Proof (Theorem 1). The infection system can be decomposed into new infections and all other movement out of and between infection classes. In particular for n = 3, (2)

Compute the Jacobian matrix for each of the vectors of the right-hand side. We have and

The theory of the next generation matrix method allows one to compute the basic reproduction number as the largest positive eigenvalue of the product . The product has the form each ⋆ is some positive expression of the model parameters. The six eigenvalues of this matrix are , 0, 0, 0, 0, and 0, and the basic reproduction number is given by Eq (1).

Global stability.

We construct a global Lyapunov function implying that the disease free equilibrium point is globally asymptotically attracting when R0 < 1. (See [17] for similar argument.)

Theorem 2. If R0 < 1, any equilibrium point with S* > 0 is globally asymptotically stable. Thus the total number of exposed and infected individuals will diminish to 0, as will the number of virus particles in the environment.

Proof. For notational convenience, we reindex the infected classes as

The infection system (2) can be written in the form (with n = 3) (3)

Define vector and note that .

Consider the function , the dot product of the vector c and the vector of infections [E, I1, …, I2n−1, V]. Taking the derivative of L and evaluating along a solution S(t) yields The inequality holds because of the fourth technical condition placed on λ(V) and since along solution trajectories the number of susceptible animals decreases from S(0) to S*.

Mitigation strategies and recommendations

We consider various control strategies and incorporate each into the basic transmission model and calculate the resulting R0. We provide recommendations to force the basic reproduction number less than one.


Vaccination can be used to prevent infection before an outbreak or to reduce the susceptible pool during an outbreak. Many farm animals, even in developing countries, are routinely vaccinated against endemic diseases such as Newcastle disease in poultry and Q fever in goats [21]. Emergency vaccinations are used during some outbreaks, however, some countries may not import animals given an emergency vaccination [22]. Also, emergency vaccinations require quick access to large quantities of strain-specific vaccines, which may be cost or time prohibitive.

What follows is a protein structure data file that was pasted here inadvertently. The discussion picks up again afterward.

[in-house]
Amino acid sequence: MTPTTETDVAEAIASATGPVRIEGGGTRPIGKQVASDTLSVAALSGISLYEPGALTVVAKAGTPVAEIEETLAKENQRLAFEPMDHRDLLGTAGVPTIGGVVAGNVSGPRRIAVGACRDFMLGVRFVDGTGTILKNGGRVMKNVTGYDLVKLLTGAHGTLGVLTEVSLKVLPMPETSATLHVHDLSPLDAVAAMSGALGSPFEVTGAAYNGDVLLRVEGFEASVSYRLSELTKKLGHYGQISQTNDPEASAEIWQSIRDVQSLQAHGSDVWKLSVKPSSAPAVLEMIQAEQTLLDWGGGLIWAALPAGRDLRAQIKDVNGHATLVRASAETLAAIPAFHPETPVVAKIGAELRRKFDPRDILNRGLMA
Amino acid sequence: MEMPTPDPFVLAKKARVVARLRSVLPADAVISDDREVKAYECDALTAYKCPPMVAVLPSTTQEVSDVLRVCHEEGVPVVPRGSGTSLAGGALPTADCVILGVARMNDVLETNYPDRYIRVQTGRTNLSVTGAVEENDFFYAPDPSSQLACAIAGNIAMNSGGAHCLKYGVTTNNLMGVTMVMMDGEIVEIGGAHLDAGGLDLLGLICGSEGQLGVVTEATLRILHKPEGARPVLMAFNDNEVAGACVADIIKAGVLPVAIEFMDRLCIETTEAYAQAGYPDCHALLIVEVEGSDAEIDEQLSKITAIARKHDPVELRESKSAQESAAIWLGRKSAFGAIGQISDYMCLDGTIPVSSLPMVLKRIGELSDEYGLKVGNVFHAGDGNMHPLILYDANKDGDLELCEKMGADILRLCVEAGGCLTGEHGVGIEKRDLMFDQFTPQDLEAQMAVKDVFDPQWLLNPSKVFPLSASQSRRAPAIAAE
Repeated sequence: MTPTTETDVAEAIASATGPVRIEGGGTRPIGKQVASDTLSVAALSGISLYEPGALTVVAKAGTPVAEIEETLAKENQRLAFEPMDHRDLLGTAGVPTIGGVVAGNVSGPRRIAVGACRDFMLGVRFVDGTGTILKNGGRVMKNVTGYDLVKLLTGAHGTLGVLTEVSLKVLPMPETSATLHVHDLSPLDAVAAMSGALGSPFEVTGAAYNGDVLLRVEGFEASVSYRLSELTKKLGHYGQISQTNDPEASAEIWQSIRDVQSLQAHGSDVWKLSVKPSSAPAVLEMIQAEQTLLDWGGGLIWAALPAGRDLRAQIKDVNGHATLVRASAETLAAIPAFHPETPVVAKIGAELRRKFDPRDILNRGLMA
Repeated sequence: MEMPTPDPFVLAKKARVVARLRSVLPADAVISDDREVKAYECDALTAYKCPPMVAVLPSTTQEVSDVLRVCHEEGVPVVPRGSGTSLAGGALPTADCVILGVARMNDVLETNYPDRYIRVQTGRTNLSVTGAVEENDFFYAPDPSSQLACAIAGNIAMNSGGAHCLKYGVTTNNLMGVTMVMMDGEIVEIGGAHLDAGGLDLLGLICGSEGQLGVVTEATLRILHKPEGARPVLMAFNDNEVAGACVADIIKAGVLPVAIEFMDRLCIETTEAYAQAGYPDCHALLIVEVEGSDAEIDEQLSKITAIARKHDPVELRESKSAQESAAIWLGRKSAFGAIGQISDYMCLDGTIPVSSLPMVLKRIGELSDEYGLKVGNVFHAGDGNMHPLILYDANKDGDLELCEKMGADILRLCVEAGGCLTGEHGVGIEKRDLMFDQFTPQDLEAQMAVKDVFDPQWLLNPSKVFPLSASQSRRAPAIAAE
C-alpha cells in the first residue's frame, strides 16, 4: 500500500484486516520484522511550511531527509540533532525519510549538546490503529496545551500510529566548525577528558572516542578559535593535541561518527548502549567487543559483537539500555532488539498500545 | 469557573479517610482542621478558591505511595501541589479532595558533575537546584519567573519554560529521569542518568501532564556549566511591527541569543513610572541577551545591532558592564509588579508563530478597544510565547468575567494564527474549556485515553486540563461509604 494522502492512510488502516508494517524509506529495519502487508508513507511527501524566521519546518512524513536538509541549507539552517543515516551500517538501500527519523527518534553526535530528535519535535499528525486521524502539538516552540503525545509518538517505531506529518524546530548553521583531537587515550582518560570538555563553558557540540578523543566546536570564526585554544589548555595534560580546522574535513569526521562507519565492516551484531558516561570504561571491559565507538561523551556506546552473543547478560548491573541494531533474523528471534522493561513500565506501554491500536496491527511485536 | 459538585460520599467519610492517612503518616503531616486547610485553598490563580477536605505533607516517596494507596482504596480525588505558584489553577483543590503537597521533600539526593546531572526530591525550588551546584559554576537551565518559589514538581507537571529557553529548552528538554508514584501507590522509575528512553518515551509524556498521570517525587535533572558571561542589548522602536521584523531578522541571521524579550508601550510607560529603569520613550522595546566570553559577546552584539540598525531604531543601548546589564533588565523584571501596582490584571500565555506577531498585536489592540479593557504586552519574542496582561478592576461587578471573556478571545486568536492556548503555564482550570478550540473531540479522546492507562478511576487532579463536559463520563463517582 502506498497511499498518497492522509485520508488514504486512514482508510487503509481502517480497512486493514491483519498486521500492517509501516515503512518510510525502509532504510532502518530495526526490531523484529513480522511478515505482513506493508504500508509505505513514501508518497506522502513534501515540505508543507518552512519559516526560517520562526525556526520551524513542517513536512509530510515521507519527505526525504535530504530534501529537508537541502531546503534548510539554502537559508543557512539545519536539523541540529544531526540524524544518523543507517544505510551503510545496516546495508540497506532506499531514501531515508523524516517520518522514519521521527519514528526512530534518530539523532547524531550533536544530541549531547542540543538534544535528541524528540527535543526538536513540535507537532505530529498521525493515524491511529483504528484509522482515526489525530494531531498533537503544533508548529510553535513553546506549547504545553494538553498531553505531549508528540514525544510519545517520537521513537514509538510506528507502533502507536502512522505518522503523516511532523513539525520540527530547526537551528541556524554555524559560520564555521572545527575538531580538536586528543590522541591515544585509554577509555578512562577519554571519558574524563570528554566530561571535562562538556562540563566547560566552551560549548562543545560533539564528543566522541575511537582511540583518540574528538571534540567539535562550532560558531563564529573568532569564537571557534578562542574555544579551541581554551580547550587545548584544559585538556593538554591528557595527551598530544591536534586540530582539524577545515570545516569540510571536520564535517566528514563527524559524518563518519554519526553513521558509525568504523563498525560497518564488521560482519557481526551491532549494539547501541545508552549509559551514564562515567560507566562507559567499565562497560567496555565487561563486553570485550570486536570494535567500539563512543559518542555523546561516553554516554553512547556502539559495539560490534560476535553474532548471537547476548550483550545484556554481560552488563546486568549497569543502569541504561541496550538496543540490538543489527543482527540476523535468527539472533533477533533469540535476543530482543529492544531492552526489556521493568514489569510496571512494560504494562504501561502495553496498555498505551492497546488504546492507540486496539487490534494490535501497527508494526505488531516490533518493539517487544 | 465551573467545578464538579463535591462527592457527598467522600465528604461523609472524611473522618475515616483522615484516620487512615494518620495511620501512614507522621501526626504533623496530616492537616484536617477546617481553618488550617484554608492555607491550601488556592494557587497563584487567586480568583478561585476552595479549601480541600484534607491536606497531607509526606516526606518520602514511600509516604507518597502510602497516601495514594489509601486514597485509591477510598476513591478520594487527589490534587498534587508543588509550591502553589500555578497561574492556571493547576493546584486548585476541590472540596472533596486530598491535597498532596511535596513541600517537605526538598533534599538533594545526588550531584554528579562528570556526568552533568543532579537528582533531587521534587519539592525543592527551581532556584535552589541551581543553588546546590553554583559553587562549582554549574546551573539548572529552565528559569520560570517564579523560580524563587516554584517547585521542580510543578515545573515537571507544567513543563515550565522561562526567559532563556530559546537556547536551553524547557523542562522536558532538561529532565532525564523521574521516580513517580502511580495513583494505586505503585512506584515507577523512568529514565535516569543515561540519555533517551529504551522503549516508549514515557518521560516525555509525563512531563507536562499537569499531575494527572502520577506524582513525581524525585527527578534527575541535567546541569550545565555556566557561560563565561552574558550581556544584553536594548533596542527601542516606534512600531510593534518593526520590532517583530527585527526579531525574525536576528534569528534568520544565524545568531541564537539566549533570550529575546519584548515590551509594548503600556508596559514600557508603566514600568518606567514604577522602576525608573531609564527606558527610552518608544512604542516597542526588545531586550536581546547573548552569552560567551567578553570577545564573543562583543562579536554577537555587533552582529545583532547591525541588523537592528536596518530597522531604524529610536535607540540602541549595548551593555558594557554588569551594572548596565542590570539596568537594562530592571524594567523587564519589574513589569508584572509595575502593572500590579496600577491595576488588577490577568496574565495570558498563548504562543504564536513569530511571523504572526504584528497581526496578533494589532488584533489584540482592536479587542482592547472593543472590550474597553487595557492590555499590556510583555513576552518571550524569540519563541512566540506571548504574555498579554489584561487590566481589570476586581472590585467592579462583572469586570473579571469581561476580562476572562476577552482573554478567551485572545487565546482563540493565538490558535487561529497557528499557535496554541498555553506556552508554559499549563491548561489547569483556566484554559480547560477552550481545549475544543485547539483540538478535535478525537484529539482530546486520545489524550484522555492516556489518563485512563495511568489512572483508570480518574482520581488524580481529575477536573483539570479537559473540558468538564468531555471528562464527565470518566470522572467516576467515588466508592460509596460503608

Ideally, vaccination prevents a susceptible animals from ever being infected. However, few vaccines prevent infection entirely. Highly effective livestock vaccines typically reduce the likelihood and severity of clinical disease expression and reduce the amount of viral shedding. For the purposes of modeling, we assume vaccinated animals are moved from the susceptible to the removed class. Assuming that fraction f of the population is vaccinated at random and the vaccine has efficacy e, then fraction fv = ef of the population is protected by the vaccination and the basic reproduction number is where R0 is the basic reproduction number for the base model (Eq (1)). Thus, to end the outbreak, a fraction f of the population is given the vaccine, where f is larger than For a perfectly effective vaccine (e = 1), this is the well-known herd immunity threshold [11].


Isolation separates known infected animals from those not yet known to be infected. The rapid removal of sick and dead animals has long been a mainstay strategy to control outbreaks in livestock populations. For example, to control Pullorum disease, which was essentially eradicated many years ago in commercial flocks, a rapid blood test was used and reactors were immediately removed from the flock [23]. A similar approach has been used to control bovine brucellosis and tuberculosis, and equine infectious anemia [21]. However for large outbreaks, the logistics of isolation are frequently difficult to achieve in both human and animal populations.

Isolated animals are moved from their current infection class to the removed class. Animals can be moved all at once (rapid) or over time (gradual).

Targeted rapid isolation.

Targeted rapid isolation involves testing the animals and isolating those that are currently in some number of the most infectious classes. One can affect this in two ways: isolating all animals in the highest infected classes or isolating only a fraction of those animals. We call the first complete and the second partial targeted rapid isolation. We note that the same fraction need not be removed from each class. Assuming that visibly sick animals are those with the highest viral loads and therefore in the most infectious classes, one may think of targeted rapid isolation as isolating all the animals assessed as having the most severe clinical signs.